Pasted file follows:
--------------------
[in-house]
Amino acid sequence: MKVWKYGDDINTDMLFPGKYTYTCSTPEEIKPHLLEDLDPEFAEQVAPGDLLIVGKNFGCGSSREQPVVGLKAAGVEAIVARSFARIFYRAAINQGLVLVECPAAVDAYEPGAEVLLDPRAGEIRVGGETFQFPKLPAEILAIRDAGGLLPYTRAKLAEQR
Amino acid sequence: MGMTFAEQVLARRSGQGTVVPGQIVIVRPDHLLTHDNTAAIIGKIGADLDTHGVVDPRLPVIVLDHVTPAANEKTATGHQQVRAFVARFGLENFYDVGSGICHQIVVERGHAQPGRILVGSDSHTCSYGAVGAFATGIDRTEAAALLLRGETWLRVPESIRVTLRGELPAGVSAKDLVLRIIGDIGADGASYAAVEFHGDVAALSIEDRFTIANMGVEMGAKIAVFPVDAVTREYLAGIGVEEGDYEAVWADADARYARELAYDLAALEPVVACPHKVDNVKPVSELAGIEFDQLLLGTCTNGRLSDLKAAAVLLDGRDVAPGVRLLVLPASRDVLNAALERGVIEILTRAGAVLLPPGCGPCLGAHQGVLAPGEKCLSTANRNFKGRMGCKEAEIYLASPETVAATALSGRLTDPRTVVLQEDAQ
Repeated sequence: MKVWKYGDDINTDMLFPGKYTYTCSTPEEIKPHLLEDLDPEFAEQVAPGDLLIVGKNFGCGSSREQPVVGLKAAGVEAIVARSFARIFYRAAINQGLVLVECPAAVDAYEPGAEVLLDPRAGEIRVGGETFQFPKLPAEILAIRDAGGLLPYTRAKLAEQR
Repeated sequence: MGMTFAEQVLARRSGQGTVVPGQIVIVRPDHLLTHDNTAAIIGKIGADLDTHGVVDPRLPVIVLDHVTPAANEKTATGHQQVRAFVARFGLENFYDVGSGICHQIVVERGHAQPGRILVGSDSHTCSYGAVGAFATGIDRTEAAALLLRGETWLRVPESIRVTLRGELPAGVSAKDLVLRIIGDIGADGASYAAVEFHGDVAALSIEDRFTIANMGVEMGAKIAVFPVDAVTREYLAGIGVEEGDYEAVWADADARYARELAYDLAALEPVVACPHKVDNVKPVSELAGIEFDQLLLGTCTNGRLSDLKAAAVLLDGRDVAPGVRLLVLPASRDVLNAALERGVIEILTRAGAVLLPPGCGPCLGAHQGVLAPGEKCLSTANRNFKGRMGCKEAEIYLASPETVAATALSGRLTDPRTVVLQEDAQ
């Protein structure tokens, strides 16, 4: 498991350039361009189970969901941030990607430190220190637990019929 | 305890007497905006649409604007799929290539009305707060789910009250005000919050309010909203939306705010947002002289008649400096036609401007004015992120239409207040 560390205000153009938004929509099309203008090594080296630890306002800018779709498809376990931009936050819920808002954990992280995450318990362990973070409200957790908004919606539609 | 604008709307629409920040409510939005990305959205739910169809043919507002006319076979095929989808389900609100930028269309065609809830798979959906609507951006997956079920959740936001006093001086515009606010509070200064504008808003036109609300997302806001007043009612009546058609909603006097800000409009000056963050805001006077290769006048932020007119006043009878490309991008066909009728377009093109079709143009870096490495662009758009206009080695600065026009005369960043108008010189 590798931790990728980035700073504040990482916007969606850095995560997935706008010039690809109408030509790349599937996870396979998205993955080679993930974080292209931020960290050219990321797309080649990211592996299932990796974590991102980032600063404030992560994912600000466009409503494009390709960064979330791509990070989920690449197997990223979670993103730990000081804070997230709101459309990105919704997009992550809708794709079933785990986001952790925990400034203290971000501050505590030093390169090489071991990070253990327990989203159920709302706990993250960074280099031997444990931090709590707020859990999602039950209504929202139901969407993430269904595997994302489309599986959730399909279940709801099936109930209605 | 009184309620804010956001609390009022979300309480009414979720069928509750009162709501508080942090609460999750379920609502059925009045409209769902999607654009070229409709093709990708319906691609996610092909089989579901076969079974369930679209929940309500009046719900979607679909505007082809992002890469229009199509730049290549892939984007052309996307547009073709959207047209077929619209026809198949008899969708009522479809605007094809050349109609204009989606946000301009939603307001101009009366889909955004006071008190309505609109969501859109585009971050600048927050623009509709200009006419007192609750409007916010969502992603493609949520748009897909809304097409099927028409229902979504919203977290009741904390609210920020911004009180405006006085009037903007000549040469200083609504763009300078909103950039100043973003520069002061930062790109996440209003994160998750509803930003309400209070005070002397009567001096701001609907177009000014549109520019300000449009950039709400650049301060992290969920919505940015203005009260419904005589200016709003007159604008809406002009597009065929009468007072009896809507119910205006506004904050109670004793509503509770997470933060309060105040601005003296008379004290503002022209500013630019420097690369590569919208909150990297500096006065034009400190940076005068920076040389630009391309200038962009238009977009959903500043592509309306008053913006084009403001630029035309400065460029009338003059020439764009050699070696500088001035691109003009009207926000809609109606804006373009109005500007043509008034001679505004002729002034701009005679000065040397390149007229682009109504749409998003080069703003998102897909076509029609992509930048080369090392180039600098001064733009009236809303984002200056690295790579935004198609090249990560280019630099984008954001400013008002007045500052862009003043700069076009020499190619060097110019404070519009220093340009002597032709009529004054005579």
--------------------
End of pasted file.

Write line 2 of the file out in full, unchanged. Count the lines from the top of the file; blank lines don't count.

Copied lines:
Amino acid sequence: MKVWKYGDDINTDMLFPGKYTYTCSTPEEIKPHLLEDLDPEFAEQVAPGDLLIVGKNFGCGSSREQPVVGLKAAGVEAIVARSFARIFYRAAINQGLVLVECPAAVDAYEPGAEVLLDPRAGEIRVGGETFQFPKLPAEILAIRDAGGLLPYTRAKLAEQR